The Senate tears into Google for refusing to send a top exec to testify - and even left an empty chair and name tag to highlight their displeasure
- Alphabet CEO Larry Page declined to attend the Senate Intelligence hearing on election security, despite appearances from Facebook COO Sheryl Sandberg and Twitter CEO Jack Dorsey.
- The committee left an empty chair open for Google to put their absence on display, and Senators tore into the company in their opening remarks, criticizing the company's absence.
WASHINGTON - Larry Page, the Chief Executive Officer of Alphabet, declined the invitation to appear before the Senate Select Committee on Intelligence on Wednesday, despite testimonies from his industry peers, Facebook COO Sheryl Sandberg and Twitter CEO Jack Dorsey.
The absence of Google was a major disappointment for lawmakers on the committee, who kept an empty seat open in the hearing room to exhibit the company's lack of participation.
Sen. Richard Burr of North Carolina, the chairman of the committee, immediately tore into Google for not participating.
In a jab at Google as it relates to election security, Burr said, "The committee takes this issue very seriously, and we appreciate that Facebook and Twitter are represented here this morning with an equivalent and appropriate measure of seriousness."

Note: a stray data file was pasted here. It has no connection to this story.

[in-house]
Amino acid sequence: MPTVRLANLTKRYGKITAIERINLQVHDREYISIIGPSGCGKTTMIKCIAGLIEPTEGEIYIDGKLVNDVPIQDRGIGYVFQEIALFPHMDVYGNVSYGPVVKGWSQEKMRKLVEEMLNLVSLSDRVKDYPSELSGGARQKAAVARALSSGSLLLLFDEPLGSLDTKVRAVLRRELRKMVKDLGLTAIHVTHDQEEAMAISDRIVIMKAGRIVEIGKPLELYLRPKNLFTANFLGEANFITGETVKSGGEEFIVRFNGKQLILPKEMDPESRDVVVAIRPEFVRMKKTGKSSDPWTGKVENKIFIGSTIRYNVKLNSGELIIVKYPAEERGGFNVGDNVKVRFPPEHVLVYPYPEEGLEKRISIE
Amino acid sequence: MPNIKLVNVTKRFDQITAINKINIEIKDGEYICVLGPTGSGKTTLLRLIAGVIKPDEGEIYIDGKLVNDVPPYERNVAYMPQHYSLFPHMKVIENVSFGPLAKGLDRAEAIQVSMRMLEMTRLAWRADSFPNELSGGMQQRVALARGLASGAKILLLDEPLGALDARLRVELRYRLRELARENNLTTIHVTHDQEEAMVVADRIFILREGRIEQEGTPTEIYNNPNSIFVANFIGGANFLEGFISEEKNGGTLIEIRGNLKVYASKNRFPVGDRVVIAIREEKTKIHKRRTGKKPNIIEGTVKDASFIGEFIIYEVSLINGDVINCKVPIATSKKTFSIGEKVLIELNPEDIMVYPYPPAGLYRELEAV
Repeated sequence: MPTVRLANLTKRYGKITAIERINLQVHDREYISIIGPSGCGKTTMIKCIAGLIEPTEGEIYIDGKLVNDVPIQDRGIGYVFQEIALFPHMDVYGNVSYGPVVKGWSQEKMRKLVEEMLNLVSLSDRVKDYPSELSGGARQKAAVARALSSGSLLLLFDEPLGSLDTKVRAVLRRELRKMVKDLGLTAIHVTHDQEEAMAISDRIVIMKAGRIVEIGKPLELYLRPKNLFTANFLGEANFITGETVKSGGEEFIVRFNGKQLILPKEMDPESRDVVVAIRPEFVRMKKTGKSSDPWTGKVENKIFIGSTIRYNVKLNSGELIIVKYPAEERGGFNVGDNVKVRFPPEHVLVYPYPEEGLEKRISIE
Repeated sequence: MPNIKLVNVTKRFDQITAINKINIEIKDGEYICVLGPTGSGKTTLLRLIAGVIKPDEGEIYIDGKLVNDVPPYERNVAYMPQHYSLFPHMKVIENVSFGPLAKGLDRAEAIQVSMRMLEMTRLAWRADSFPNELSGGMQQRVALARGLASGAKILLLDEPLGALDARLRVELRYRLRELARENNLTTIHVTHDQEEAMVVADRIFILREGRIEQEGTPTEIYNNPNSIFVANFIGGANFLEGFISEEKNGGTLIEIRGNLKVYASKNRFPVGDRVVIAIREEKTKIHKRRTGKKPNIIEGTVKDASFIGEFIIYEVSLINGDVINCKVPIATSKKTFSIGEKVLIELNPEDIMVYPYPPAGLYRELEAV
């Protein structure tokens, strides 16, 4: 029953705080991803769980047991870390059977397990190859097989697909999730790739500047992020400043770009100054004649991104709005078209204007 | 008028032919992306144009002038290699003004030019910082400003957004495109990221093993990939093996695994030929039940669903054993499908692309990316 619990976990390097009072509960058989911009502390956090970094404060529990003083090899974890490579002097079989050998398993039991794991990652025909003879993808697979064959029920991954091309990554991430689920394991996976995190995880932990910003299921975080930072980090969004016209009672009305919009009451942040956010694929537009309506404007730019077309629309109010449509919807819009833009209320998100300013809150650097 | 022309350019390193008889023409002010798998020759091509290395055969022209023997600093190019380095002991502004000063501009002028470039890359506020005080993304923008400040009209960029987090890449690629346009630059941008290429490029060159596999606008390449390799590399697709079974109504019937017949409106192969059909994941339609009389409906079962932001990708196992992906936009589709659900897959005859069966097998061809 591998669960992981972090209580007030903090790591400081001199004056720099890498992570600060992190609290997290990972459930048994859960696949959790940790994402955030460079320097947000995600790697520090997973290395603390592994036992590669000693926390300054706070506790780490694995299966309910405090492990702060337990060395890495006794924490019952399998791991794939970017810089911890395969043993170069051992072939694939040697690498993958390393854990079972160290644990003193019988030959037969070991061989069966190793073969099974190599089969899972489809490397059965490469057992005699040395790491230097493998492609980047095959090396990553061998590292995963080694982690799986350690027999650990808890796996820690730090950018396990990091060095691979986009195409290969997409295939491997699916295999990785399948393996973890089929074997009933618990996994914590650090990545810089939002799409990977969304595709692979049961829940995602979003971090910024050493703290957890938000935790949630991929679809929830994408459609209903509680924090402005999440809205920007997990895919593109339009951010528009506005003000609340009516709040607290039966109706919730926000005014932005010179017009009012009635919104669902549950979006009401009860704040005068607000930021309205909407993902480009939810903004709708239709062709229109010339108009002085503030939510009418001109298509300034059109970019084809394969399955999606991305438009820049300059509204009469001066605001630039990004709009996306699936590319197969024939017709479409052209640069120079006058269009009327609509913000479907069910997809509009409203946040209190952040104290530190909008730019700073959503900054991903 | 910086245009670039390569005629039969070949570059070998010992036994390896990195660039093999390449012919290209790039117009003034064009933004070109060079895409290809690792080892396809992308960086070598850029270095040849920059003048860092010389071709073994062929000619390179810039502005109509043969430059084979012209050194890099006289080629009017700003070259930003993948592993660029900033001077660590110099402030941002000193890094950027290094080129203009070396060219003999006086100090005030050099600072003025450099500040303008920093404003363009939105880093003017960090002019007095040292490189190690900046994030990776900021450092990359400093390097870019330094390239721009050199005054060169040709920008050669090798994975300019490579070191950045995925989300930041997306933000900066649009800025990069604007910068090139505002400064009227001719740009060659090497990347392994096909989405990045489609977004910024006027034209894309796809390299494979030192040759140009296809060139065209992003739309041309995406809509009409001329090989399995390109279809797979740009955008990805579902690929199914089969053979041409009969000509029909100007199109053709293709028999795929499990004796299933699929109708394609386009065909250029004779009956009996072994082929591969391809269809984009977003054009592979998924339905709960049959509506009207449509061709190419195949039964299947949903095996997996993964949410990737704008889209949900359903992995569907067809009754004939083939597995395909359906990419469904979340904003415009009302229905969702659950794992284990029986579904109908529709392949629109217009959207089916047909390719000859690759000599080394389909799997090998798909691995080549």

Burr also acknowledged Google's "commendable work" in past participation with the committee and election security.
The ranking Democrat on the committee, Virginia Sen. Mark Warner, said in his opening remarks that he is "extremely disappointed" that neither Page nor Google CEO Sundar Pichai attended.
"I know our members have a series of difficult questions about structural vulnerabilities on a number of Google's platforms that we will need answered," Warner said. "From Google Search, which continues to have problems surfacing absurd conspiracies….To YouTube, where Russian-backed disinformation agents promoted hundreds of divisive videos….To Gmail, where state-sponsored operatives attempt countless hacking attempts, Google has an immense responsibility in this space."
"Given its size and influence, I would have thought the leadership at Google would want to demonstrate how seriously it takes these challenges and to lead this important public discussion," Warner added.
Despite not sending its top brass to testify before the committee, Google Senior Vice President, Global Affairs and Chief Legal Officer Kent Walker submitted a written testimony for the record, which did not address their absence.
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